Merkel is a professional forester with 45 years of experience and a Tahltan Nation member. He and Al Gorley, a professional forester whose similarly wide experience includes a stint as chair of the B.C. Forest Practices Board, wrote A New Future For Old Forests: A Strategic Review of How British Columbia Manages for Old Forests Within its Ancient Ecosystems.

In the report they made 14 recommendations that would totally overhaul the management of old-growth forests, starting with grounding the system in a government-to-government framework involving both the provincial and Indigenous governments.

Their second recommendation was to “prioritize ecosystem health and resilience” so that the health of forests comes first. It would mean a shift from seeing forests primarily through a financial lens where ecosystem health is viewed as a “constraint.”

Building on that base, other recommendations included protecting more old forests, improving the information available to the public about forest conditions and trends, and planning for an orderly transition of the industry away from a reliance on old growth.

…click on the above link to read the rest of the article…

Andrew MacLeod, TheTyee.ca, british columbia, government, old growth forests, logging, 

‘A Monstrous Monument to Greed and Stupidity’: Critics React to Site C Decision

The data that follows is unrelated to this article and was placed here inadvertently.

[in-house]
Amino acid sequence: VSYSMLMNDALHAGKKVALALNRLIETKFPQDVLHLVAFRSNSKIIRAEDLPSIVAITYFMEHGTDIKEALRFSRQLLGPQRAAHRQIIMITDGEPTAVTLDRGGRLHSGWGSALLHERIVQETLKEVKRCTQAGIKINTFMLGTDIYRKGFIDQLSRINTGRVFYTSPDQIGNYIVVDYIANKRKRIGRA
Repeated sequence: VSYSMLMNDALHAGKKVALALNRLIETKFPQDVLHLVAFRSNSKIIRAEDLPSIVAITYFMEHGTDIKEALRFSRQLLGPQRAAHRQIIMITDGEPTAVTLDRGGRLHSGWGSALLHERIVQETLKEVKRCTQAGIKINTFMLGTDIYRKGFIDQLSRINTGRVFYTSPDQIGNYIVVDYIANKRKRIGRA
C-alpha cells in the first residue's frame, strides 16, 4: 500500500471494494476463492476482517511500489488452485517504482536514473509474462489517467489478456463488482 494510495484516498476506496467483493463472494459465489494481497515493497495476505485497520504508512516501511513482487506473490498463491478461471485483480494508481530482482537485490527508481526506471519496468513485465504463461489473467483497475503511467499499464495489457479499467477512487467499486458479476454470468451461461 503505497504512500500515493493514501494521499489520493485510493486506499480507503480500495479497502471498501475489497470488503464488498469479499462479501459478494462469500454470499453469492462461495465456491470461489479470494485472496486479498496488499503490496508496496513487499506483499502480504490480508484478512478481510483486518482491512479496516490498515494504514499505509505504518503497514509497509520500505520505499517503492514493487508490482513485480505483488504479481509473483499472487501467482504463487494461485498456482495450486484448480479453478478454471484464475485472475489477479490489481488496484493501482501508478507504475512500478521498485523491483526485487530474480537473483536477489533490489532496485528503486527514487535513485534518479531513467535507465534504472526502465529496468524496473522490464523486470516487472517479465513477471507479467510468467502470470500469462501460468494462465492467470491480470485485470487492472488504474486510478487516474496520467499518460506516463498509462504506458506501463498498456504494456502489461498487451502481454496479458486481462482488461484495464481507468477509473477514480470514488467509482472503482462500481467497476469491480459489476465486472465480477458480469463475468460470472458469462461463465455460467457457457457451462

‘A Monstrous Monument to Greed and Stupidity’: Critics React to Site C Decision

BC Liberals accuse NDP of mismanagement; Greens warn public to brace for higher costs.

Premier John Horgan’s announcement today that the government will continue with the Site C dam despite massive budget increases and delays brought criticism from opponents and supporters of the project.

“We’ve seen mismanagement of this file,” said Tom Shypitka, the BC Liberal critic for energy, mines and low carbon innovation. “It’s a sad day for the taxpayers, but it’s a good thing to see Site C proceed for the future of British Columbians.”

Horgan announced the government will continue with the project even though the budget has grown to $16 billion, an increase he blamed largely on unexpected geotechnical issues and delays due to the COVID-19 pandemic. It is now expected to be in service in 2025.

The Site C budget was $7.9 billion in 2010. When the NDP decided to continue construction in 2017 they increased the budget to $10.7 billion.